ArcGIS Image for ArcGIS Online

What's New in ArcGIS Image for ArcGIS Online (November 2022)

ArcGIS Image for ArcGIS Online is a SaaS that allows users and organizations to host, visualize, analyze, and share imagery in ArcGIS Online. As a member of the ArcGIS Image product suite, ArcGIS Image Online assists organizations in quickly managing and sharing their imagery data without the need for infrastructure. Once you have all your imagery data organized, ArcGIS Image Online then allows for analysis workflows, including deep learning. For this release, we are adding support for new sensors, support for the vector field template, a new multidimensional imagery layer experience, and additional performance improvements.

New raster types

For the November release of ArcGIS Image Online, several sensors will now be supported as raster types including:

There are new raster types available in ArcGIS Image Online to create imagery for your organization. You can use these new raster types to gain access to additional processing templates to display the imagery layers as desired. Within each raster type, there are several processing templates based on the raster bands unique to that particular sensor that can be used to create the desired visualization.

New Landsat Raster type in ArcGIS Image for ArcGIS Online
There are new raster types available in ArcGIS Image for ArcGIS Online to create imagery for your organization.

Vector field template

For scientific imagery layers, such as NetCDF,  the vector field template is available to use in ArcGIS Image Online. There are two field types to choose from: the Vector-Magnitude-Direction and the Vector-UV template. The new processing templates can be accessed in the same way the other raster templates during the creation of the imagery layer after choosing any of the scientific raster types (NetCDF, HDF, or GRIB). The option to create a custom visualization with raster functions is still available, but this template creates the visualization during the creation.

Multidimensional user experience in the map viewer

There is a new multidimensional data user experience that allows you to investigate the data, visualize the time slices, and use specific slices in analysis. When a multidimensional imagery layer is added to the map viewer, the multidimensional pane is enabled to further investigate the multidimensional data. Through the multidimensional information pane, the available variables and time slices will be indicated.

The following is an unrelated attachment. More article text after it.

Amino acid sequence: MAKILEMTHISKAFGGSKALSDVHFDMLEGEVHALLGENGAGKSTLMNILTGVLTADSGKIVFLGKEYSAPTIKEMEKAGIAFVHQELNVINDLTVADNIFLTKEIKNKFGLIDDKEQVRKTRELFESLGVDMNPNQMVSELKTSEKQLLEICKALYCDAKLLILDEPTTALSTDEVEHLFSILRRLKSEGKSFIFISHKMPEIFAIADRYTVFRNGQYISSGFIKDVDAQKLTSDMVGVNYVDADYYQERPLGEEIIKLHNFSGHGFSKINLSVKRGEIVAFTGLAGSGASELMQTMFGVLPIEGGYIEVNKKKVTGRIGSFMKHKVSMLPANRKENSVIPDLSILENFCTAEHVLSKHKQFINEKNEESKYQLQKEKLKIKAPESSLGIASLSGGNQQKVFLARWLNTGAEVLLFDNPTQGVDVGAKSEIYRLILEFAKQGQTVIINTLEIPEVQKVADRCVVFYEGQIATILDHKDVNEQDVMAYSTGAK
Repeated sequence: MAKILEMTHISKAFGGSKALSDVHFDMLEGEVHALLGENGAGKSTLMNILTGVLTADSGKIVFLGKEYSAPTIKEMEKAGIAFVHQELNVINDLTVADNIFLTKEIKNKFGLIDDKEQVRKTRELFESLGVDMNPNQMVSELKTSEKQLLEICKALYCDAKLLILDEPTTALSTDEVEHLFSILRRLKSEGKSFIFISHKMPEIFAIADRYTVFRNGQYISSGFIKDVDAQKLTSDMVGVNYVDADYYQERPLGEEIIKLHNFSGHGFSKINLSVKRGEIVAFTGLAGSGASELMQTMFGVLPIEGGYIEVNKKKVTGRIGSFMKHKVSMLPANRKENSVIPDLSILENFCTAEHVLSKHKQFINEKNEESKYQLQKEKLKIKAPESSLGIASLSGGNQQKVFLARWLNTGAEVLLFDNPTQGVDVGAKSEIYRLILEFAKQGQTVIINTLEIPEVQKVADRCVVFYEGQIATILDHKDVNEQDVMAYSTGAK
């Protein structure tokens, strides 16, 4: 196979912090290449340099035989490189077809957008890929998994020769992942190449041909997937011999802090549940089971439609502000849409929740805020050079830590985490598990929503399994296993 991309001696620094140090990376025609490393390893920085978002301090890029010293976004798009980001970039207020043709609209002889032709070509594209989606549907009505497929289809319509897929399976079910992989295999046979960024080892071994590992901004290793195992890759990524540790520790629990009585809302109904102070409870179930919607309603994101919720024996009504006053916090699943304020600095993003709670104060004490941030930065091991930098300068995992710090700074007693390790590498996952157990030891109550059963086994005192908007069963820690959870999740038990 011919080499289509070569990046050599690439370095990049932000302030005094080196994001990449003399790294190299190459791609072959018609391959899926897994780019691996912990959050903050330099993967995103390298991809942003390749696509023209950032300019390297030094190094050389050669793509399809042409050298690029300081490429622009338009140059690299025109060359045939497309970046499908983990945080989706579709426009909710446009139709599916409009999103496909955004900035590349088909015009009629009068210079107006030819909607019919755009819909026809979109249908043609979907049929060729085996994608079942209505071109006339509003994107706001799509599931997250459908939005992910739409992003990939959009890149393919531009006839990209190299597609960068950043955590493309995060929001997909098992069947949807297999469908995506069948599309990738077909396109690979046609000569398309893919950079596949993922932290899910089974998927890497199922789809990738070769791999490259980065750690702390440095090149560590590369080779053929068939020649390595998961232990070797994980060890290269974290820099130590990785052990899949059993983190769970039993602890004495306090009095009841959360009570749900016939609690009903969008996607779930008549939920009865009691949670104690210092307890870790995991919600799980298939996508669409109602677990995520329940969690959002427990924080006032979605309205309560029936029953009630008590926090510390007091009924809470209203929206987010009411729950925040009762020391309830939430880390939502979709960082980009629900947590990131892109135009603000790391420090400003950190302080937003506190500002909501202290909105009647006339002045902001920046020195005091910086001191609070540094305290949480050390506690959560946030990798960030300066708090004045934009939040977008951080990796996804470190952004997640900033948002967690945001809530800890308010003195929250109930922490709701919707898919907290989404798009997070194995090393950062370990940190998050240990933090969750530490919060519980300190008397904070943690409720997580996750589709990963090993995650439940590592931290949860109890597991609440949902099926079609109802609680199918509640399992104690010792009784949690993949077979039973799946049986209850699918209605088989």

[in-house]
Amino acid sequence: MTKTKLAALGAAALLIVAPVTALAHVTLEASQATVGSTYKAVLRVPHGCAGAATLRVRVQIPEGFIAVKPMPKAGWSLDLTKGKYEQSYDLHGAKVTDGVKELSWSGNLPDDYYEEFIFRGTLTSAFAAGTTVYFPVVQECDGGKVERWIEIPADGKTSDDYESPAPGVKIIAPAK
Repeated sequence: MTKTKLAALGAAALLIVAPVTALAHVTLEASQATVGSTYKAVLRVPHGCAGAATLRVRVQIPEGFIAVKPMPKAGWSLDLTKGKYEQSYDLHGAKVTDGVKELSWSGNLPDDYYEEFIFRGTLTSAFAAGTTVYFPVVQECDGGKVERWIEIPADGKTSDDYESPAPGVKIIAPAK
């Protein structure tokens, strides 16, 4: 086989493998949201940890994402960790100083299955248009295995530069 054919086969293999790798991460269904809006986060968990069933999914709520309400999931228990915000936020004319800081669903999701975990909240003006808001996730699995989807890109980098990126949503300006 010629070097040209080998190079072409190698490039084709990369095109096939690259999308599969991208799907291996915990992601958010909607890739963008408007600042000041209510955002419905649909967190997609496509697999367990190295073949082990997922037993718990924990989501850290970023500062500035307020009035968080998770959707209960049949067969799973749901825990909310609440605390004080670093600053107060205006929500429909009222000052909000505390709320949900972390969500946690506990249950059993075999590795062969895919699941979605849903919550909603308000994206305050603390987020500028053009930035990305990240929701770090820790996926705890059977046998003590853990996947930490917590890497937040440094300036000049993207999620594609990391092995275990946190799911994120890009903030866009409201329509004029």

Multidimensional user experience
The new multidimensional user experience for Map Viewer.

In addition to reviewing the multidimensional data, you can also limit the extent of what is available to be visualized in the map to focus the analysis and display.

Performance and stability fixes

There have also been performance enhancements and stability fixes added with this release to further improve the user experience with imagery layers from ArcGIS Image Online. Dynamic imagery layer performance and upload input image performance have been the primary focus in this release.

Did you know: Tile package export from tiled imagery layers

In the previous What’s New in ArcGIS Image for ArcGIS Online blog, there was a mention of the ability to take the imagery layers offline through exporting tile packages. This requested functionality allows you to export tile packages from tiled imagery layers in apps like Field Maps. The option to export as a tile package is available from the Item details page of tiled imagery layers. Once the tile package has been exported, you can use that tile package in any ArcGIS application.

Ready to take the next step

As an ArcGIS Image Online user, you can start exploring these new capabilities today. The Product Team is interested in your thoughts and ideas as you explore. Influence the direction of future releases when you visit us and leave a comment via the Esri Community.

Are you still exploring what ArcGIS Image Online can do for you? Watch a demo and see what others are saying about the product, such as Skytec, LLC, the City of Johns Creek, and the City of Yakima.

About the authors

Jeff Swain

A product engineer on the Raster Team, who has been with Esri in various capacities including as an Esri Support Analyst, and an Author for Esri Training Services since 2009.

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Shea Shelby

I'm a Product Manager on the Imagery and Remote Sensing team. Before joining Esri, I spent six years as a Product Manager in the satellite imagery industry and studied Geography at the University of Oklahoma.

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